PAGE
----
As a culmination of his Stanley Picker Fellowship, internationally renowned product designer and sound artist Yuri Suzuki presents a new solo exhibition that explores a definition of sound design in our contemporary period. The title Furniture Music comes from French composer Eric Satie’s description of his own music as ‘a sound that should not be actively listened to, but present at the periphery of our daily lives’. Suzuki’s work seeks to examine exactly those sounds at the periphery, which can greatly impact our environments, and offer solutions to real-world problems by challenging how these sounds are designed.
Suzuki’s decade of experience in sound design has spurred his work in creating soundscapes through the use of software, as well as in art installations and product design. Despite recent advances, he finds that sound design at the manufacturing level is falling behind other areas of design and technology, partly due to the field’s lack of definition. The everyday sounds of our contemporary industrialised society – such as those from computers, mobiles, appliances, transport, construction, and more – generate dramatic levels of noise pollution affecting psychological processes of the brain – such as one’s mood – in ways we are often unaware of. Developed out of Suzuki’s investigation on how sound affects us, Furniture Music attempts to re-design the domestic soundscape and propose ways for sound to not turn into noise but rather help enhance harmony and comfort within one’s surrounding environment.
‘When you do your laundry, why must you listen to a dreadful pounding noise that may distract you from your tasks or simply take you away from the present?’, states Suzuki. ‘Could a washing machine make a beautiful ambient sound instead? Our lives may be made easier with technology taking care of most of our chores, but perhaps, with a little imagination, we could redefine how sound impacts on our mental wellbeing’. Furniture Music comprises two main bodies of work: an immersive installation, titled Sound of the Waves (2018); and a series of appliances and furniture pieces conceived for the kitchen/living areas of the home which include, amongst others, a Singing Washing Machine (2018), developed in conversation with composer Matthew Herbert, and a Musical Kettle (2017).
The positive influence of the sea (and generally of nature) on our well-being is an established fact and is partly explained through the the mental association of nature with downtime, while the urban environment is commonly the backdrop for work and anxiety. In Sound of the Waves (2018), Suzuki explores the use of minimal and abstract sonic representation of nature to evoke relaxing and meditative emotional responses. The work is made of twelve rotating cylinders filled with little pebbles that are choreographed through real-time tidal data from twelve beaches around the world. As the cylinders rotate, they recreate the sound of waves and acoustically generate an artificial representation of the ocean. In Suzuki’s words, ‘It’s like a musical instrument played by the sea’.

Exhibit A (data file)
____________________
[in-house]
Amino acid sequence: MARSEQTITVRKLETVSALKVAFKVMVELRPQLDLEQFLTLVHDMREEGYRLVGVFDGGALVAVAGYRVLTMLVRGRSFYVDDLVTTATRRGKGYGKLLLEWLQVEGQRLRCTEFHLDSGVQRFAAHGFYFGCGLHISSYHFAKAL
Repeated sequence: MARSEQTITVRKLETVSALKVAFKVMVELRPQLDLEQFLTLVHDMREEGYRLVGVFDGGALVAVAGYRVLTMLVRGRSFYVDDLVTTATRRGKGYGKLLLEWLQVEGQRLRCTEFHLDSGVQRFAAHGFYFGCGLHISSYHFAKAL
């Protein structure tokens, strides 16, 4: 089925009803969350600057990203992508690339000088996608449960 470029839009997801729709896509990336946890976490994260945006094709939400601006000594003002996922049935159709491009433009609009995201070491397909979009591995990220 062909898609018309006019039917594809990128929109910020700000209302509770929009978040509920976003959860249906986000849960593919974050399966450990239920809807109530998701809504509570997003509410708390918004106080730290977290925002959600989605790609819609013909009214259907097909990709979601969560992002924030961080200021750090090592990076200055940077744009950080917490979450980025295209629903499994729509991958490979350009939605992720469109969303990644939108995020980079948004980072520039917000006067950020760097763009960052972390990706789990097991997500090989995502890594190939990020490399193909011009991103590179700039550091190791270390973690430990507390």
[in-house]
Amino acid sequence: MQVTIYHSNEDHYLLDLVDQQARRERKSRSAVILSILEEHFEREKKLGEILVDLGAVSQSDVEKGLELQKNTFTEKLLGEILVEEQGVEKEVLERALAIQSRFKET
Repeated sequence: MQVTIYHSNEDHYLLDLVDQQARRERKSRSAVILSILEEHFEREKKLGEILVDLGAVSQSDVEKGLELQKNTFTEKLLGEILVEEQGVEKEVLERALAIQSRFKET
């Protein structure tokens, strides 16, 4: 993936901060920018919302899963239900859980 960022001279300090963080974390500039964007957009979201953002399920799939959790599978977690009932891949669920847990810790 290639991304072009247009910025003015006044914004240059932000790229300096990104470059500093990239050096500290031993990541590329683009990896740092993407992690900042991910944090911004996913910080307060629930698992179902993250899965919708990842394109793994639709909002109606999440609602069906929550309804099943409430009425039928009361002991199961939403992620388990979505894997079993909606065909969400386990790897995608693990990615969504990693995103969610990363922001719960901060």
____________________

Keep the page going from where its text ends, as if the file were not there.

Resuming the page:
Furniture Music events programme is curated with Disegno and realised with kind support from The Great Britain Sasakawa Foundation.
In-kind support to Yuri Suzuki’s exhibition is kindly provided by SCP
Yuri Suzuki (b. 1980, Tokyo) is a sound artist, designer, and electronic musician who explores the realms of sound through exquisitely designed pieces. He looks into the relationship between sound and people, and how music and sound affect their minds. His work in sound, art, and installations has been exhibited all over the world. After studying Industrial Design at Nihon University, Suzuki worked for the Japanese art unit Maywa Denki (who created the Otamatone). He then moved to London to study Design Products at the Royal College of Art under the tutelage of Ron Arad. During this period, he also worked with YAMAHA to produce musical experiences. In 2013, he started teaching at the Royal College of Art, while being a research consultant for Disney, New Radiophonic Workshop, and Teenage Engineering. In this same year, he set up Yuri Suzuki Design Studio, focusing on R&D, and sound and design consultancy work, where he collaborates with many clients including Google, Moog, will.i.am, Panasonic, and Disney to name a few. Suzuki created the DIY musical instrument OTOTO (comprising a built-in synthesiser and sampler) – with Mark McKeague and Joseph Pleass as Dentaku Ltd – to much public acclaim, also in 2013. In 2014, the Museum of Modern Art, New York acquired this work as well as Colour Chasers in their permanent collection.